Flights are not usually the coolest part of a trip. But food on airplanes is probably the worst part ever, right?
It turns out that the problem is not necessarily with the food itself, but with your own nose and tongue.
This is due to the fact that there is not enough moisture in the air.
At above 30,000 feet, the air is very thin, and with the cabin atmosphere of pressurized cold air and less than 15 percent humidity, your taste buds just do not function as well.
Moisture profoundly affects the way you experience saltiness and sweetness.
Not only do your taste buds get affected, but your ability to smell is also compromised.
“[When flying], your ability to smell is like that of someone with the flu,” says Dr. Janice Lawandi, a chemist and author of the famous cooking blog 'The Kitchen.'
This drastically limits your ability to taste food.
Umami is the solution
A quick chemistry lesson:
Your taste buds can differentiate between five basic tastes: sweetness, bitterness, sourness, saltiness and what is called “umami.”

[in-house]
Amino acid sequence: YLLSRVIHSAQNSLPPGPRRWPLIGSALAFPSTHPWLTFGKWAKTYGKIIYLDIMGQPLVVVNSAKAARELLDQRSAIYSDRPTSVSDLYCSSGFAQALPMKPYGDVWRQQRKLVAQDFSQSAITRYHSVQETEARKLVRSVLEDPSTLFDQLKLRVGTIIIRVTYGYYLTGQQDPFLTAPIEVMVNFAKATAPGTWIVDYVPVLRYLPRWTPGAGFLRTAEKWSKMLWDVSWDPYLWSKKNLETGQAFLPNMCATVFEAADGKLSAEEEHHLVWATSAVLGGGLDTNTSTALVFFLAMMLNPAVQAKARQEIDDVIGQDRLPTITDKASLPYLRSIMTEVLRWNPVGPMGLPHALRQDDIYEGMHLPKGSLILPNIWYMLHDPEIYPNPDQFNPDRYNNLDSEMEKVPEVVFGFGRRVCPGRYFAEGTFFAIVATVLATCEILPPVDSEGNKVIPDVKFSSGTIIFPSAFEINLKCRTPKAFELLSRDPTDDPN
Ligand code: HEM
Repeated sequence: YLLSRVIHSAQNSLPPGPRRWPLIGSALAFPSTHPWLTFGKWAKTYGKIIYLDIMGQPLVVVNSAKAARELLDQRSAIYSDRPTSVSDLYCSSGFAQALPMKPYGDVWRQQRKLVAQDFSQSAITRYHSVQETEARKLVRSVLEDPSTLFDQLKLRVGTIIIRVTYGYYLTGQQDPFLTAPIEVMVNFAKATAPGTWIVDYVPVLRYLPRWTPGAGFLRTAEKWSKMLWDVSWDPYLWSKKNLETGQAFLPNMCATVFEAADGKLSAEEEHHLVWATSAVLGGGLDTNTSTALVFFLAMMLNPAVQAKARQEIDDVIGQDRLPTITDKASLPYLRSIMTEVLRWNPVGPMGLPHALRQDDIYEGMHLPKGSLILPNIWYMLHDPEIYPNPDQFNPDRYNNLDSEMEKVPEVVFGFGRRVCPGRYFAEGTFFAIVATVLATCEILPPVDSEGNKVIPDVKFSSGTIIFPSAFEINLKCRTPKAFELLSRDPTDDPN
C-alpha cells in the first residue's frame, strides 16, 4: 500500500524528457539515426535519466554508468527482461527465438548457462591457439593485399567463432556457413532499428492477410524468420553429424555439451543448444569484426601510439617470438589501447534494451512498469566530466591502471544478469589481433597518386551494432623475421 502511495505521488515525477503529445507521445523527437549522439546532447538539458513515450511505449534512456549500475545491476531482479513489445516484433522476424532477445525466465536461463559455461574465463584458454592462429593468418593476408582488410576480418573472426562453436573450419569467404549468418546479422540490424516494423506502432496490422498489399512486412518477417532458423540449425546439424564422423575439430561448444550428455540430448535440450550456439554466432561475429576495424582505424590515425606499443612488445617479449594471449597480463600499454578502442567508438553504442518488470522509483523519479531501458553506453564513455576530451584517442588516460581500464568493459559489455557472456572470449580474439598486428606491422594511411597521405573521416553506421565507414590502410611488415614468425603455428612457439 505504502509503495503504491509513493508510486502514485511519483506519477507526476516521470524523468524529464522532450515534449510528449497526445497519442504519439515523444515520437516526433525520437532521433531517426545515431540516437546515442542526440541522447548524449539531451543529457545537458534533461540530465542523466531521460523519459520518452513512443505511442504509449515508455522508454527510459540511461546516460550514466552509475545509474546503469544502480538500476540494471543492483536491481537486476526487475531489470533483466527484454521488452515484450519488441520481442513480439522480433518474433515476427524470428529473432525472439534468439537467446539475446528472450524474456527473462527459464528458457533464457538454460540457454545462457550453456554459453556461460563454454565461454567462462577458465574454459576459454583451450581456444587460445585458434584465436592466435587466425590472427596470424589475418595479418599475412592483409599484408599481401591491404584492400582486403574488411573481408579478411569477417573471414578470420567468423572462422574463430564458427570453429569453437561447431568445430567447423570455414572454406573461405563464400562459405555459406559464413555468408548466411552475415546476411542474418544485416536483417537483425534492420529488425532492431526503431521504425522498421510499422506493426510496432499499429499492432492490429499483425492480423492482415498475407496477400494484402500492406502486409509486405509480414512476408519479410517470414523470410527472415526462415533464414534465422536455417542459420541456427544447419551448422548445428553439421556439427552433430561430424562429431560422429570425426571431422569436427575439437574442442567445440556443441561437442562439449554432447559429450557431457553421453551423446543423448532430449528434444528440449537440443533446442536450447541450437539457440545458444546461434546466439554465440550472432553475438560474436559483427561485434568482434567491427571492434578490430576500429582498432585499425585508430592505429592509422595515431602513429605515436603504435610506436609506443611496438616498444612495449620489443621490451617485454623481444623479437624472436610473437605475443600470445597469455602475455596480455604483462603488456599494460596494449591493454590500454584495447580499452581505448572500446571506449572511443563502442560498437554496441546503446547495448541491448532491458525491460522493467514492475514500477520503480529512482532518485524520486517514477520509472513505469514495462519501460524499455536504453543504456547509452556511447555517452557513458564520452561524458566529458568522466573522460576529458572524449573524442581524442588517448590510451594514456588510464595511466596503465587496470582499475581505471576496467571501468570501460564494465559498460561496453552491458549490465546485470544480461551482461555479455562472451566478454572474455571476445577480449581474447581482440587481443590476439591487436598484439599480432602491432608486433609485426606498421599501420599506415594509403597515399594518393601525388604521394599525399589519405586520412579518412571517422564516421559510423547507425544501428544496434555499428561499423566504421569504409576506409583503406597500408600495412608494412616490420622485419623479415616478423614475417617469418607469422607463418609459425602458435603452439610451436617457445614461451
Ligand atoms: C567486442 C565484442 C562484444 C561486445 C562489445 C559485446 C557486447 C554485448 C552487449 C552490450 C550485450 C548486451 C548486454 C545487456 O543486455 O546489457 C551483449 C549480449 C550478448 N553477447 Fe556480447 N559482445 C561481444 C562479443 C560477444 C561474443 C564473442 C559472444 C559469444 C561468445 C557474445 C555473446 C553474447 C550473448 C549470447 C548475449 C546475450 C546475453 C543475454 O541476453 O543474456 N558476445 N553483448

Umami is kind of hard to explain, but it has been described as the “savory” taste, or the brothy or meaty taste widely found in meat and fermented cheese. It is also found in tomatoes and some legumes.
Chemically, it is the taste of monosodium glutamate (MSG), which is the main reason why many people love ketchup, which is rich in MSG.
Umami is not affected by dry climates, so next time you are on a plane, search for glutamate-rich foods!
What to eat?
Always go for the tomatoes. Have you ever noticed that there is almost always tomato juice on planes, even though it is not a widely popular juice? Now you know why!
Seafood is also a good option, as it is rich in umami.
Bacon, fermented cheese, spinach, soy, and green tea are all glutamate-rich food and drinks.
Do not go for desserts or very salty food, and do not drink coffee if you are a coffee lover (unless you just need the caffeine dose).
Follow this advice, and hopefully next time you will have a little bit more of a “delicious” trip.